The first plane to search for Flight 19 and its crew, a PBM-5 with 13 crew members on board that departed around 7:27 p.m., exploded 20 minutes into flight. All that it left behind, as far as witnesses and investigators could find, was an oil slick sprayed across the water off the eastern coast of Florida.

The mysterious trajectory of Flight 19 was written up in both Fate and Argosy magazines (the former trading in paranormal phenomena, the latter a pulp rag) a number of years later. People began paying closer attention to the so-called Bermuda Triangle, and theorizing on the area’s possible involvement with paranormal phenomena flourished. In 1977, screenwriter and director Steven Spielberg borrowed a line from those who thought UFOs might be involved, co-opting the story of the missing crew of Flight 19 and returning them to Earth as alien abductees in his movie Close Encounters of the Third Kind.

ACCORDING TO GIAN J. Quasar, author of a 2005 book called Into the Bermuda Triangle: Pursuing the Truth Behind the World’s Greatest Mystery, an average of four aircraft and 20 yachts disappear into the Bermuda Triangle each year. Quasar obtained his numbers by doing database searches of briefs from the National Transportation Safety Board (NTSB). From 1964 to 1974, Quasar identified 37 planes that vanished over the Bermuda Triangle. From 1974 to 1984, he found 41. Between 1984 and 1994, 32 aircraft disappeared, and from 1994 to 2004, 20. (Quasar speculates the decrease is not owed to any weakening of the Bermuda Triangle’s pull, but to the curtailing of air traffic after the terrorist attacks of September 11, 2001.) Though some wreckage was eventually found in some (though not all) of these disappearances, Quasar writes, “In no search undertaken by the Seventh Coast Guard district, for any airplane or vessel posted overdue and then eventually declared missing, has a body ever been recovered.” Of course, it’s not unheard of for a body to go missing in the ocean. But it sounds mysterious.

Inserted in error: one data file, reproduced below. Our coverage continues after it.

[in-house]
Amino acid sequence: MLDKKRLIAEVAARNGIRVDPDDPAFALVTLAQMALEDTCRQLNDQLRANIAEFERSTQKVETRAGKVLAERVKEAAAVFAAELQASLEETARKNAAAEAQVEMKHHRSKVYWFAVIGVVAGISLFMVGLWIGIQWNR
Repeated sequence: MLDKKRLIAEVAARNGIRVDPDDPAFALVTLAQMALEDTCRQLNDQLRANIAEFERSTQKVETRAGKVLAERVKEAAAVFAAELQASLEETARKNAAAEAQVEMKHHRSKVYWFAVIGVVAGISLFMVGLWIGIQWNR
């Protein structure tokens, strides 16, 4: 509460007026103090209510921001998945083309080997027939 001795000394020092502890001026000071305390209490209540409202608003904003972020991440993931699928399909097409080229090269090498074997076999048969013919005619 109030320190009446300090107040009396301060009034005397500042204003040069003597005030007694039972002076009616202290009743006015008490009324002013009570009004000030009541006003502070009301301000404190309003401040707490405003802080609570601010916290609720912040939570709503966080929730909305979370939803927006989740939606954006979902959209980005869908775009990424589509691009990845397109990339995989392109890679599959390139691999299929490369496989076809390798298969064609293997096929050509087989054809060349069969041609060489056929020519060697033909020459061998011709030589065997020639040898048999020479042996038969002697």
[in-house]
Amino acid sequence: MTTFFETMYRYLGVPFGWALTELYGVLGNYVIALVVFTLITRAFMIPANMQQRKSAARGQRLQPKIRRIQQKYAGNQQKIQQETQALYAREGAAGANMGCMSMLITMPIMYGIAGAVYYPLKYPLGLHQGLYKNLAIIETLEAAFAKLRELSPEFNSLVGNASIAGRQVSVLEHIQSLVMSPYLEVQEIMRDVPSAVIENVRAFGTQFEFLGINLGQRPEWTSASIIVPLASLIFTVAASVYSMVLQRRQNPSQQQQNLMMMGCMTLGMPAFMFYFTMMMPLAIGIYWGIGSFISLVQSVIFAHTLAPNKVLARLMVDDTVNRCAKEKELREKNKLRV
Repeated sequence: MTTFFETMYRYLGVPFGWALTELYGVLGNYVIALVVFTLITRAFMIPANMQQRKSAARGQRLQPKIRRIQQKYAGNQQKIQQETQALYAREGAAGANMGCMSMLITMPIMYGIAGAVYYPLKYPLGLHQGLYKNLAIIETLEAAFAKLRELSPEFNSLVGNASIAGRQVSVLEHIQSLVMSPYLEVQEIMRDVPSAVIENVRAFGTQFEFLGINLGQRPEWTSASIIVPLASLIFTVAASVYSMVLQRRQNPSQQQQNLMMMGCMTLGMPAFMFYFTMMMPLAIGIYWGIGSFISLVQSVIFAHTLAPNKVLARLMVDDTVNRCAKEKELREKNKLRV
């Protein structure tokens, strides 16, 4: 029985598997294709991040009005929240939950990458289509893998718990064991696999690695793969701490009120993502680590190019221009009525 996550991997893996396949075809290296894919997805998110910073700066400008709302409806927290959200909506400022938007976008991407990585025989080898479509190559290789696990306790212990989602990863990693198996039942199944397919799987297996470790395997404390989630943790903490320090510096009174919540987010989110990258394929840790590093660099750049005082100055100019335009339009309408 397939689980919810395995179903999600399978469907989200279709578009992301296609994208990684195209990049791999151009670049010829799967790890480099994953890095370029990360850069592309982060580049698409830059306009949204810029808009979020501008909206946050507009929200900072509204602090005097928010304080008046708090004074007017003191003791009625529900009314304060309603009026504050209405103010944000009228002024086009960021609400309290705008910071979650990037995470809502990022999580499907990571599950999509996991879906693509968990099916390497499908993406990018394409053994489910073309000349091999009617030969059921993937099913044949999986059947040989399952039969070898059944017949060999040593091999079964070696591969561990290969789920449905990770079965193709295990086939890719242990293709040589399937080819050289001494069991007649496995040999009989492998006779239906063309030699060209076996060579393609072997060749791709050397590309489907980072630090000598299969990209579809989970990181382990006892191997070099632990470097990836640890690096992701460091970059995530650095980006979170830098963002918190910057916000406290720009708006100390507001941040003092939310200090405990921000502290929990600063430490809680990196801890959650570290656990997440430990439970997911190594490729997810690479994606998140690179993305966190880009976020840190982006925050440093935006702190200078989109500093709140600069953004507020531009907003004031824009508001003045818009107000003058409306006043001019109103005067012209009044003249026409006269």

Forty years earlier, a research librarian named Larry Kusche published a book called, straightforwardly enough, The Bermuda Triangle Mystery: Solved. (A quick sidenote about Kusche: two years later, he published a book called Larry Kusche’s Popcorn Cookery, a collection of popcorn-based recipes including, Wikipedia says, ones for “baked goods consisting of ground-up popcorn flour.” So he pretty much covered everything.) Anyway, Kusche found—and I’m sure this won’t shock you—that many of the claims made about the Bermuda Triangle’s unusual-ness are exaggerated and sometimes erroneous. This is an area with above-average and often sudden tropical storms, and many Triangle Truthers’ (if you’ll let me call them that) reports of missing ships and planes failed to mention these adverse conditions. Stories like those printed in magazines like Fate and Argosy were, Kusche argued, sloppily researched. And furthermore, the number of ships that disappear into the Bermuda Triangle (and it does happen) was not found to be substantially greater than in any other area of the ocean. Indeed, Quasar’s numbers sound stark when comparing them to zero vanished aircraft. But what of how they compare to the rest of the world?

If the ocean is mysterious and not-yet-totally-figured-out (and this much seems inarguable), “The Bermuda Triangle” is just a legendary name for one little, otherwise-unremarkable part of it. Area 51, on the other hand? Something weird is definitely going on there.

Katie Heaney
Katie Heaney is a writer and an editor at BuzzFeed and author of Never Have I Ever. Follow her on Twitter @KTHeaney.